This is one of those movies that has seriously reminded me of my age. Not necessarily in a bad way.
I suppose it’s natural for Alexey to shoot a film that’s mostly about kids – now that we have our own kid. And I’m glad I’ve been involved in this project from the start. Being his wife, it was inevitable, but some people don’t realize just *to what extent* I’ve had to be involved: whether it’s giving editing suggestions at 4 a.m. when I’m pumping breast milk, or sacrificing the family budget when we suddenly need a new computer monitor.
In our household this month, we’re dealing with a little baby boy, a hysterical director trying to finish a documentary he single-handedly shot and edited, and a cranky new mother who’s just gone back to work and who’s just had to deal with her new play premiering at the Lyubimovka festival. You can imagine what it’s been like. Or don’t, actually – if you don’t want the nightmares to haunt you.
I’m proud of us for not having gone completely insane, though. The other day, with the nanny spending the night at our place, Alexey and I sat in a kitchen of a hostel on Moscow’s busy Garden Ring, listening to the legendary playwright and screenwriter Slava Durnenkov desribe the equally legendary Hagia Sophia like only Slava Durnenkov can. A part of me wanted desperately to be home with Lev, but another part recognized the fact that I needed my walkies. I wound up ejecting Dima Bogoslavsky from the bedroom so that I could pump. Bogoslavsky is probably the biggest success of this year’s Lyubimovka – his play will soon premiere at the Mayakovsky Theater. Now that Mindaugas Karabauskis is in charge of that place, living playwrights can actually, you know, have their premiere there and stuff.
Speaking of the Mayakovsky – thanks to the nanny, again, we actually went to the Mayak restaurant next door after a night of readings at the festival. I like the Mayak – I just don’t like it on the weekends. On the weekends, some of the guests try extra hard to remind everyone that they’re freewheeling artist-types, and bang on the piano extra hard as well. It was good to sort of have a social life again, though, wreathed in smoke or otherwise.
The reading of my own new play, “The lives of living people,” went fine. Not great – but fine, considering the pressure on Alexey to edit the movie and hold rehearsals, and considering the fact that I was re-writing the new draft in the heat of the summer, with an enormous belly weighing me down. The best part was realizing that the main heroine, as interpreted by glamorous Alexandra Rebenok, is kinda a bad person.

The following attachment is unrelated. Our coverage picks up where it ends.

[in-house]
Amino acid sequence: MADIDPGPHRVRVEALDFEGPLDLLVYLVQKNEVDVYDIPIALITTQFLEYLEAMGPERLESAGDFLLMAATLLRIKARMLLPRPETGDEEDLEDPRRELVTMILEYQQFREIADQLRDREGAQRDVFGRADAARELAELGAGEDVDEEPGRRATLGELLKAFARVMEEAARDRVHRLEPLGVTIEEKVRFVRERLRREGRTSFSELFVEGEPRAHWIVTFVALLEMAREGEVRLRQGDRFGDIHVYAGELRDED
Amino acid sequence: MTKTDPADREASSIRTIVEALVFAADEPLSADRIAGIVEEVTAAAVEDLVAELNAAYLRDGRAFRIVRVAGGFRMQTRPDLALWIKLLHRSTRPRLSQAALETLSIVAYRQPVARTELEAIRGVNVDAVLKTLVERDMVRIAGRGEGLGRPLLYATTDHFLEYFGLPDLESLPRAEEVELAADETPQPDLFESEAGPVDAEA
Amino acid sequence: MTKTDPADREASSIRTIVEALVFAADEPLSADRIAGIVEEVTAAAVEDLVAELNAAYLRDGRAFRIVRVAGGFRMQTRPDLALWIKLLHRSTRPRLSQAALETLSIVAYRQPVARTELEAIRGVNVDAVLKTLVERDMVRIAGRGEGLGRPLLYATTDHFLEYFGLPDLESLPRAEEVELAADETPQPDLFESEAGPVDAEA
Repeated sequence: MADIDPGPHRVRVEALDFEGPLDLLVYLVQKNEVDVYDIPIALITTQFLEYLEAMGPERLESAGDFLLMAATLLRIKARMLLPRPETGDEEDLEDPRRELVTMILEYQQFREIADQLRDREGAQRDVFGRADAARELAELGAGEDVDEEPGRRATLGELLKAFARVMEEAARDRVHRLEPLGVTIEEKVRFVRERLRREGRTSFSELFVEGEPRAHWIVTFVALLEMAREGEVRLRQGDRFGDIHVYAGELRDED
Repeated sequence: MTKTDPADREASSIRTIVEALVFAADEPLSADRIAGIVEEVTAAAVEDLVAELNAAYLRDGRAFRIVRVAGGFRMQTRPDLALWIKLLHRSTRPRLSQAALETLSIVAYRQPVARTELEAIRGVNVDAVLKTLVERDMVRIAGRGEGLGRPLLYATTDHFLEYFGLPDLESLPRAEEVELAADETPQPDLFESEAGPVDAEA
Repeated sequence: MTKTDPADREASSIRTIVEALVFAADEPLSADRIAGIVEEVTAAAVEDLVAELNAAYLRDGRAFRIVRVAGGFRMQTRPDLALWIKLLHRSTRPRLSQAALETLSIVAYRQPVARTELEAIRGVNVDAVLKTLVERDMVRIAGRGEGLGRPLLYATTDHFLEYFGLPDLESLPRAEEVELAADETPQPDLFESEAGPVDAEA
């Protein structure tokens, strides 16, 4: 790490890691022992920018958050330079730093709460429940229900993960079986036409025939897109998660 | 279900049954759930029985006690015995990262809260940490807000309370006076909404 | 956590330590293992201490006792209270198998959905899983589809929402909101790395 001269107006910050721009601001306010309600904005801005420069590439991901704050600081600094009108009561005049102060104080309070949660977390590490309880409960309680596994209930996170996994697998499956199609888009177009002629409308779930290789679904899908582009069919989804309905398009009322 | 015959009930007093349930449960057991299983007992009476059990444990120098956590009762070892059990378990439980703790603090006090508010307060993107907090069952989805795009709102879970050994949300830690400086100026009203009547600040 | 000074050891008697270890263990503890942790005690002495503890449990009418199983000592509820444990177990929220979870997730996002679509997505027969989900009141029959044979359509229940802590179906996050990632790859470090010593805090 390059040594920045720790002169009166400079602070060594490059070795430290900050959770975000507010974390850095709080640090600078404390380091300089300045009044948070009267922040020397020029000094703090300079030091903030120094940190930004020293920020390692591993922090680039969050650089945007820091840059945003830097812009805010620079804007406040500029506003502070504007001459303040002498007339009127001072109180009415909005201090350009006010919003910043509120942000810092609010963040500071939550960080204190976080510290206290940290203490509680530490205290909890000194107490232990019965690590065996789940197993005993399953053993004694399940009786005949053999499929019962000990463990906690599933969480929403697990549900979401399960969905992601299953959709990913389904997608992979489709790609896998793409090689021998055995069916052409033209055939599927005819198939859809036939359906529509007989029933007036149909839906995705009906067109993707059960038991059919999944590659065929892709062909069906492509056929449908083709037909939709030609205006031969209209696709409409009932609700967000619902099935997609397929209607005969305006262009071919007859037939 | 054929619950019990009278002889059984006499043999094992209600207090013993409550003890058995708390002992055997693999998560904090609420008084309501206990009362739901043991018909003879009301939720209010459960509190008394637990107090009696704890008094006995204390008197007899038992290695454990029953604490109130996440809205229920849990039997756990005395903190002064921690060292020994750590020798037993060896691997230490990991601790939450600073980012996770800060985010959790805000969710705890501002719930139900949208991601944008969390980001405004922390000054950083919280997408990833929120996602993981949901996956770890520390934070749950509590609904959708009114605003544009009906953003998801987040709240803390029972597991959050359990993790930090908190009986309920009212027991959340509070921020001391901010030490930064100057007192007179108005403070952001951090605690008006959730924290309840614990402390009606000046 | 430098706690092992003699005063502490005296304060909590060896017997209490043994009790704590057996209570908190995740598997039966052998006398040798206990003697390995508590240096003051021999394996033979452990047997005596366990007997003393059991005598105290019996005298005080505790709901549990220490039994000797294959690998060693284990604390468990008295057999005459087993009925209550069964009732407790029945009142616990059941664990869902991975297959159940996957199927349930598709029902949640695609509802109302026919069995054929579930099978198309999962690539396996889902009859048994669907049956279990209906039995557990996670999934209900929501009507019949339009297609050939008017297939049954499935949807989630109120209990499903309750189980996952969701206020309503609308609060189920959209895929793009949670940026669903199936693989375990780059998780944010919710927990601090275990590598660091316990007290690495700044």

That night on the Garden Ring, Slava asked us – “Who financed the film project? Who are the other crew members?” We had to explain that there was no funding, it was just Alexey and me, and our money. We had to explain that there was no crew. I haven’t realized before how fantastical that might seem from the outside – that this movie got done, and that it looks the way it does, and that it happens to tell a pretty profound story straight from the margins of Russian society.
I suppose we’re allowed to feel tired.
4 thoughts on “Another still from “Katya, Vitya, Dima””
Is there any chance, in the foreseeable future, that you will translate at least excerpts of your completed Russian-language plays? I think I can speak for non-Russophone readers in asking that you revisit your decision not to translate your Russian-language plays. We’d really like to read at least excerpts. Thanks for considering us:)
If there’s ever incentive for me to do it – I’d definitely do it. I’ve got a kid – so I prioritize like mad. And translation is harrrrrd. Etc.
You and your husband are very brave people – taking the risk and investing time & resources into a project you believe in.
Good to have a feel from you how Moscow theatrical-artistic world works. I only have experience of artsy theatre types from my undergrad days in the UK, not so long ago. I found people in theatre circles something of a self- appreciation society, clicky, incestuous even. After a brief period of infatuation I steered clear of them. But perhaps a problem was in me (being insecure) not with them.
PS. I’d like to read excerpts of your work in Russian – is it possible?
My husband made this movie for the very best reason possible – he had no other choice.
Theater circles are incredibly clicky and incestuous – of course! That pretty much goes without saying. And everyone gossips about everyone. You just have to stick your nose high enough in the air and remember who your real friends are among them.